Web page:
Five cars that help Hong Kong entrepreneurs make the right calls and deliver business
Hyundai Elantra , Volkswagen Passat and Renault Kangoo ZE pack convenience, speed and affordability
Cars might be the best office property for small businesses in Hong Kong. Equipped with internet, Bluetooth and infotainment connectivity, they can soon become mobile sales, demonstration or meetings spaces that expand a small operation’s business horizons. Hyundai makes entrepreneur-friendly cars and the sixth-generation 1.6-litre Hyundai Elantra (from HK$164,900) looks a presentable, hard worker with a six-speed automatic transmission. The 4.5-seater, 126-horsepower Elantra tonnes in 11.6 seconds, tops at 195km/h and consumes a showroom-estimated 6.9 litres per 100km/h at “combined” runs on a 50-litre tank. Like most Hyundai, the 4.57-metre, Elantra is well-finished, comfortable and offers rep-friendly electronics found in more expensive Japanese and European cars, such as automatic light controls, power steering, rear-parking camera assistance, an electronic tail-gate and Bluetooth connectivity. It also has a 407-litre boot.
The four-door, 4.5-seater Volkswagen Passat was named the 2015 Car of the Year in Geneva and reminds Hong Kong entrepreneurs that a business or practice can now look as good and run just as well on 1.4 litres as on two. The Volkswagen Passat CC has corner-office styling and raises a question in some firms: “Why do we still put our Hong Kong people in overpowered autobahn cars?” The 4.767-metre 1.4-litre Passat 1.4 TSI ACT (from HK$299,980) has a seven-speed DSG automatic gearbox that enables 100km/h in 8.4 seconds, a top speed of 220km/h and 5.1 litres on petrol on combined runs. It also looks businesslike on 18- or 19-inch wheels, with smart light emitting diode lights and a competitive interior with fine legroom, music and connectivity. Design highlights include air vents across the dashboard; a “Climatronic” air conditioning system and an ergoComfort, back-friendly driver’s seat. Its Park Assist sensors assess spaces and manoeuvres the car into them, the marque says. Accountants might like the 150hp engine’s active cylinder management device that uses two cylinders at low speeds.
The latest, fifth-generation Audi A4 does the business as a bleisure car, particularly if your life involves children, pets, large musical instruments and/or a sideline business involving the delivery of art, food, interior design or fashion. The latest A4 is bigger than its predecessor, at 4.726 metres, with a 2.82-metre wheelbase promising more head, shoulder and legroom, and a 505-litre boot that can be expanded to 1,510 litres with the rear seats folded back. There are also lots of second-hand A4s for sale online, from HK$42,000 for a 2005 two-litre version to HK$160,000-plus for 2012 or later versions. If you prefer a new car, the basic Audi A4 30 TFSI (HK$379,900) has a 150-horsepower, 1.4-litre engine that is said to consume 5.3 litres of petrol per 100 kilometres on combined runs and a new seven-speed S tronic dual-clutch transmission.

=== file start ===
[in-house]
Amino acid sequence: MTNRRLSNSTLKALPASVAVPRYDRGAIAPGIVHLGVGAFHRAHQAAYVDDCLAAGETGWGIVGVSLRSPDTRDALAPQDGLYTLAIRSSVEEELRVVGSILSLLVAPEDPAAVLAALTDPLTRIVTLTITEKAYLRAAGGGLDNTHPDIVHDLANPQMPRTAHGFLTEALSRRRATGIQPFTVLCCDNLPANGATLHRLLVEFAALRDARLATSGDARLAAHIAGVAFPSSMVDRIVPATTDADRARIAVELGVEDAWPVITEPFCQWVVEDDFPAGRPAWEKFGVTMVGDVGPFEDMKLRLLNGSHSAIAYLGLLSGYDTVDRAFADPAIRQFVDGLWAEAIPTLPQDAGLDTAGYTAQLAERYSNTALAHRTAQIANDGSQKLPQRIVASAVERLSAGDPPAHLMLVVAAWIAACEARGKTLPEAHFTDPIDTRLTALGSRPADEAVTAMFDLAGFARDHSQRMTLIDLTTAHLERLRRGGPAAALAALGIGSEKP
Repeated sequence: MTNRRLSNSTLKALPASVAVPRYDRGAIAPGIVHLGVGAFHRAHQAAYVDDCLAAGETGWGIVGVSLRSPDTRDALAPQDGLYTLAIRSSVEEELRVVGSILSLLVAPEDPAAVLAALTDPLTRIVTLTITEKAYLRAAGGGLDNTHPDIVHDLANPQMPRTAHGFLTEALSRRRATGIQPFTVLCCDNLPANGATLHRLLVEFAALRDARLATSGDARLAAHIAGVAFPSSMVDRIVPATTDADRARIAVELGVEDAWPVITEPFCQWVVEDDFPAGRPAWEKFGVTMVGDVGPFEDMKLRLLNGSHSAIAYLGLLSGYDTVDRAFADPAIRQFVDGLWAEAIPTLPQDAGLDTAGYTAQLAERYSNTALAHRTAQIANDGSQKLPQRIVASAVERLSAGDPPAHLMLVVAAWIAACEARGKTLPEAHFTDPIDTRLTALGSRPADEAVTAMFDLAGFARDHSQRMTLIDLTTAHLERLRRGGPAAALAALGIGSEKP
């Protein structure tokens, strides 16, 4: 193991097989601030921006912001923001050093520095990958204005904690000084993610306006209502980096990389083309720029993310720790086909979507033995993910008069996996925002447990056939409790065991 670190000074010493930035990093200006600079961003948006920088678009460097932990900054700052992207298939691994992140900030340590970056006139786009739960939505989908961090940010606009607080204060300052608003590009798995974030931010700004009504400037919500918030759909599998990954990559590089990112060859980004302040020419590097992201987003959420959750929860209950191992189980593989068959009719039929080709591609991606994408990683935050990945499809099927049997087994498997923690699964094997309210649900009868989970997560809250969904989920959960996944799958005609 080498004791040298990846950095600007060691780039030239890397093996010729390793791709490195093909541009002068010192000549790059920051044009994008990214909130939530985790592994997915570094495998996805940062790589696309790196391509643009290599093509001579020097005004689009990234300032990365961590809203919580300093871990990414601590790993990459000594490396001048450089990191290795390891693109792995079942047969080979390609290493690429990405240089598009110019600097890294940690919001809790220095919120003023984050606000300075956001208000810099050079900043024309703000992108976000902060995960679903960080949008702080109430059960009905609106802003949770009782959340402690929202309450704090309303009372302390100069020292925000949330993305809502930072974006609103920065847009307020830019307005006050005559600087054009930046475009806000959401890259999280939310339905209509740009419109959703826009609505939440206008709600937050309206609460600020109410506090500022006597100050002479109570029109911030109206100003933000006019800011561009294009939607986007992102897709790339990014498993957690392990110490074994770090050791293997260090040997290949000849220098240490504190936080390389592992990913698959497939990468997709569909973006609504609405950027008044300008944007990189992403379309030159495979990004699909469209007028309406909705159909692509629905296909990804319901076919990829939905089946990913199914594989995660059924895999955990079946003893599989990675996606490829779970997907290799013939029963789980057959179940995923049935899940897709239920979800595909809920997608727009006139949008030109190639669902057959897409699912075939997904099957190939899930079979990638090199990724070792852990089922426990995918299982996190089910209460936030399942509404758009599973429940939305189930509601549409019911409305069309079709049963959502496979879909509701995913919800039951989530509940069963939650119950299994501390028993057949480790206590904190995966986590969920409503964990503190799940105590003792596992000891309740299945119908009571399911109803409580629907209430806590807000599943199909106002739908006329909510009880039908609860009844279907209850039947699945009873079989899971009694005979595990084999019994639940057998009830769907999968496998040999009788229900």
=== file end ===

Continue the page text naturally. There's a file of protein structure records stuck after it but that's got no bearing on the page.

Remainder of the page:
Alternatively, you can whirr your wares to customers in an electric Renault Kangoo ZE (HK$329,800 before taxes on electric vehicles rose on April 1 – now price on request). Little vans such as the 4.282-metre Kangoo make sense because they can be driven like a car but become mobile billboards as well as carry lots of stuff. So if your clientele is, say, focused in low-rise, upmarket estates, key blocks or beach and restaurant areas, then the well-styled and very Frrrrench Kangoo ZE could attract new business. This 88hp electric version promises a range of about 130km and a 650kg payload behind a steel bulkhead. Rechargeable on a home wallbox (HK$8,000) in under nine hours, the ZE has a 2,697mm wheelbase and a load bay behind a steel bulkhead. Fitted with stability, eco- and hill-start controls, the van has central remote locking and an anti-intruder device, a front 12-volt power socket and useful grey side protection moulds. Kangoo ZE also has Bluetooth connectivity and Renault ZE Voice alerts for cyclists and pedestrians at speeds under 28km/h. Norway’s postal service has ordered 240 of the electric vehicles. Worth a look now that Hong Kong has a new chief executive and might encourage eco driving.
The 1.5-litre Mazda 3 GVC saloon (from HK$249,900) pumps 120ps through a six-speed automatic transmission and offers adequate comfort for four adults. The 4.58-metre, four-door saloon has a sunroof, an impressive infotainment system and an i-stop Engine Start-Stop System. Still a fine workhorse with paddle shifters, the Mazda3 has light emitting diode lights, a keyless start, rear-parking cameras and lots of safety on 18-inch wheels. Its fuel consumption seems competitive at 17.9 km/litre. Anything bigger seems overweight in increasingly competitive, congested Hong Kong.